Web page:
In March 1692 several Ipswich persons petitioned “to have liberty granted them to build shops upon ye bank by ye river side,” at what is now South Main Street. The Selectmen laid out this stretch of land in twenty-three small lots and granted them “to as many individuals with the conditions that they not encumber the highway, make provision for drainage under the buildings, that each person provide paving four-foot wide all along before ye said buildings for the convenience of foot travelers, and erect posts to keep horses from spoiling the same.” It was stipulated by the Town that the lots extend no farther into the river than “ye low water mark.” South Main Street in Ipswich was devastated by America’s love of the automobile. In the 20th Century, beautiful old houses here and at the other end of town on Lord’s Square were demolished and replaced by garages and service stations.
The Ross Tavern abutted the Choate Bridge on the downstream side. It was built in 1690 in downtown Ipswich, but in 1735 it was moved to the south-east side of the Choate Bridge where it remained until 1940 when it was disassembled and moved to its present location on Jeffreys Neck Road at the former Wendel Estate, where the original timber frame was restored and reassembled. 17th Century fireplaces and 17th & 18th century woodwork are features inside the house.
The Sherborne Wilson House built in 1685 till stands near the Choate Bridge. The Ross Tavern beside it was moved to Jeffreys Neck Road, where it is now known as the Wendell Estate.
Abutting the bridge on the west side was Bill’s Variety Store, which later became Immie Thayer’s bridal shop.
The photo below is the east side of South Main Street looking in the direction of the Old Town Hall, which is just out of the photo on the right. Note the electric poles, which indicate the photo was taken around the turn of the 20th Century. Of the houses shown here, only the Sherborne Wilson house, the corner of which is in on the left, still stands. The building on the far right with the Mansard roof was the Ipswich Savings Bank at the corner of South Main Street and Elm Street, and the bell tower on the Old Town Hall can be seen above and beyond that house. The second photo is the same view as seen today. The Birds Eye map of Ipswich below confirms Bill Varrell’s description in Images of Ipswich.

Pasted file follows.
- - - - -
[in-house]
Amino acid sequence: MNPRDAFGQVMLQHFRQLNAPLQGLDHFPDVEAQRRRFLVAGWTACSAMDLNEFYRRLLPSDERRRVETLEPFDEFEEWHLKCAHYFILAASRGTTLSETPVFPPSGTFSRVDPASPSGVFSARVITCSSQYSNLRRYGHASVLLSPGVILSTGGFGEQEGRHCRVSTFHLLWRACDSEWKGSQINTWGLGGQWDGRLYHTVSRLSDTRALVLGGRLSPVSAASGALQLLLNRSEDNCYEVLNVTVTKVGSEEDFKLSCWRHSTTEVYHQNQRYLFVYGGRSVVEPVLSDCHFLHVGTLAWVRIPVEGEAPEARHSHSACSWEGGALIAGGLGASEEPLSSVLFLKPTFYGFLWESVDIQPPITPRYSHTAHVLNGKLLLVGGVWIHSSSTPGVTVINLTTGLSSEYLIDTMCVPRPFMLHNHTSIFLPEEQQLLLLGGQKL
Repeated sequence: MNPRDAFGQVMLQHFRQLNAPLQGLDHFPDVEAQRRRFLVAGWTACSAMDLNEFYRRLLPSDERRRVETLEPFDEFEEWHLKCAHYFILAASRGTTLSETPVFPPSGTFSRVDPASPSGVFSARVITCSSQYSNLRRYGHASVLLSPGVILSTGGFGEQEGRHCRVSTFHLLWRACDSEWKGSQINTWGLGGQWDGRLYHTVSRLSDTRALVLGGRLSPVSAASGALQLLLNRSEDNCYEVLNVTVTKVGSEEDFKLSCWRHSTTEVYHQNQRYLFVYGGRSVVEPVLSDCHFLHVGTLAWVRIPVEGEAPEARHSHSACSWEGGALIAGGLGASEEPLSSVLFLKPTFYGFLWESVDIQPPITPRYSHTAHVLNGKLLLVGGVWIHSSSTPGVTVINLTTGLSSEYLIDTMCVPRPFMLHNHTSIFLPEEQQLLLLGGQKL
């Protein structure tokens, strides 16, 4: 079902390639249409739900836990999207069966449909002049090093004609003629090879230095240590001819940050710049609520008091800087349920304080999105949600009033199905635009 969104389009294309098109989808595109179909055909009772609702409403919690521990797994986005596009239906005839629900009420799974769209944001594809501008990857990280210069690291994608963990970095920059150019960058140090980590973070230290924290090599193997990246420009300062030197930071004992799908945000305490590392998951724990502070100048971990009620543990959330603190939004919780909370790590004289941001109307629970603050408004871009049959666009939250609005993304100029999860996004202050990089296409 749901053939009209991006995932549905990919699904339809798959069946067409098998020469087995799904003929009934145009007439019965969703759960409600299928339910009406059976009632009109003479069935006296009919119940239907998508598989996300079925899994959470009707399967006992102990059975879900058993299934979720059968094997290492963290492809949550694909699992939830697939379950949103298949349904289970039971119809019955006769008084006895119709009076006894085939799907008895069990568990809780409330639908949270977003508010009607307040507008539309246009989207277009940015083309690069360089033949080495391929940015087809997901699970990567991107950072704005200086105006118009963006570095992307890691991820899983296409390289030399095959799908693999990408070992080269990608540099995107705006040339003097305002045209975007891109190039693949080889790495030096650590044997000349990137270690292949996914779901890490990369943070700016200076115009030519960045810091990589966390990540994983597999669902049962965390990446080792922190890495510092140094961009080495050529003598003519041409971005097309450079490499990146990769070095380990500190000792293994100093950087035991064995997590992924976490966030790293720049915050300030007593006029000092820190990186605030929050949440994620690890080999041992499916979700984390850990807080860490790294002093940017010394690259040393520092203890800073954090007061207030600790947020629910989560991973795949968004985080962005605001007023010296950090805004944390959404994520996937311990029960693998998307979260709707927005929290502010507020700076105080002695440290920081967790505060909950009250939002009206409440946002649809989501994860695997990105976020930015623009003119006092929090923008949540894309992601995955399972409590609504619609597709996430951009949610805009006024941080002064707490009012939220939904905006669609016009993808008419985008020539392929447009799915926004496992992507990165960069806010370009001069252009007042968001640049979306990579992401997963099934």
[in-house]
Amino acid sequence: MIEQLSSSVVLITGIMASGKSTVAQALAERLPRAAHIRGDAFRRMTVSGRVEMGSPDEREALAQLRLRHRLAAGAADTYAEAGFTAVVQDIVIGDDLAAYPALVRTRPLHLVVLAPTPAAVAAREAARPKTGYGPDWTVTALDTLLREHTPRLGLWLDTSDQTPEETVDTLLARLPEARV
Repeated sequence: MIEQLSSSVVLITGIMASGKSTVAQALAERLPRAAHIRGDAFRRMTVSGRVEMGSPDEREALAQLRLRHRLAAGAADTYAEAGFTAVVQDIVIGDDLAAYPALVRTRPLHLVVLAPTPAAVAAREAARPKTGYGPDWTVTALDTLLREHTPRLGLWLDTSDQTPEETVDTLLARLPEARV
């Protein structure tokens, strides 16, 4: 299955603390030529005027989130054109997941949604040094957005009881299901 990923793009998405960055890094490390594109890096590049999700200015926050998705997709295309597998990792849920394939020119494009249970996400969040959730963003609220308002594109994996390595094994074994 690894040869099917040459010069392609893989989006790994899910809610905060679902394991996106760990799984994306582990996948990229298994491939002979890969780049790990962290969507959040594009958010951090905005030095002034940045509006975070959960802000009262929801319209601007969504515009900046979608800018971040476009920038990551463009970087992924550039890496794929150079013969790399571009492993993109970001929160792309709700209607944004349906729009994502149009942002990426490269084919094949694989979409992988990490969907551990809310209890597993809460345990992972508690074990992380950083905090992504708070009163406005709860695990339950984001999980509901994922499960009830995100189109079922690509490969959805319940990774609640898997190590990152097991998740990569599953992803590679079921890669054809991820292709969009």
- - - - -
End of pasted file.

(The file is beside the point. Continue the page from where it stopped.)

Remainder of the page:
15 South Main Street, the Caldwell Block (1870)-The Caldwell Block stands on the site of the former Massachusetts Woolen Manufactory, constructed by Dr. John Manning in 1794. The property was sold to Stephen Coburn in 1847 and housed the post office and other shops. The building was destroyed by fire, and in 1870 Col. Luther Caldwell erected the present building.
31 South Main Street, the Joseph Manning house (1727)-A house on this lot was purchased by Timothy Souther in 1794 and stayed in the Souther family until 1860. It was taken down in 1917, and the Dr. Joseph Manning house was moved to this location so that an automobile dealership could be constructed across from the Old Town Hall.
36 South Main St., the Hall – Haskell house (1820) Ipswich Visitor Center-ust past the Choate Bridge on South Main Street The Ipswich Visitor Center is located in the Hall - Haskell House, sometimes called the “Little Red House." Earlier structures stood at this site before mariner Charles Hall and his wife bought the property in 1819. In 1820 they built this house, where they lived upstairs and ran a general store on the lower floor.
37 South Main Street, Baker’s Store (b. 1828)-The first structure on the site was between 1692/3 and 1722. The former Baker's Clothing Store at 37 South Main Street was built in 1828 and has a combination of Italianate and Greek Revival elements.
54 South Main Street, the Ipswich Museum (1795)-This Federal-style structure was built in 1795 by John Heard, who became wealtthy as a privateer during the American Revolution. The house was purchased by the Ipswich Historical Society from the Heard family in 1939.
59 South Main Street, the Philomen Dean house (1716)-Dr. Philomen Dean bought this lot in 1715 and built a house. After various owners, the building was sold to the Boston and Ipswich Lace Co. in 1824, and an addition was built. In the late 19th century the building was used by as a tea room.
6 South Main Street, the Shoreborne Wilson – Samuel Appleton house (1685)-This house was built by joiner Sherborne Wilson,. The house was purchased in 1702 by Col. Samuel Appleton, the eldest son of Major Samuel Appleton. At the time it was still a two-room central chimney structure, and it is believed that Appleton expanded the building on the southeast side. The house is listed in the National Historic Register of Historic Places.
69 S. Main Street, the Samuel Dutch house (b 1733)-Samuel Dutch bought this land in 1723 and built this house by 1733. The front appears to have been enlarged with a third floor and a hip roof during in the early 19th Century. The rear wing has a chamfered summer beam, suggesting that it was an older house.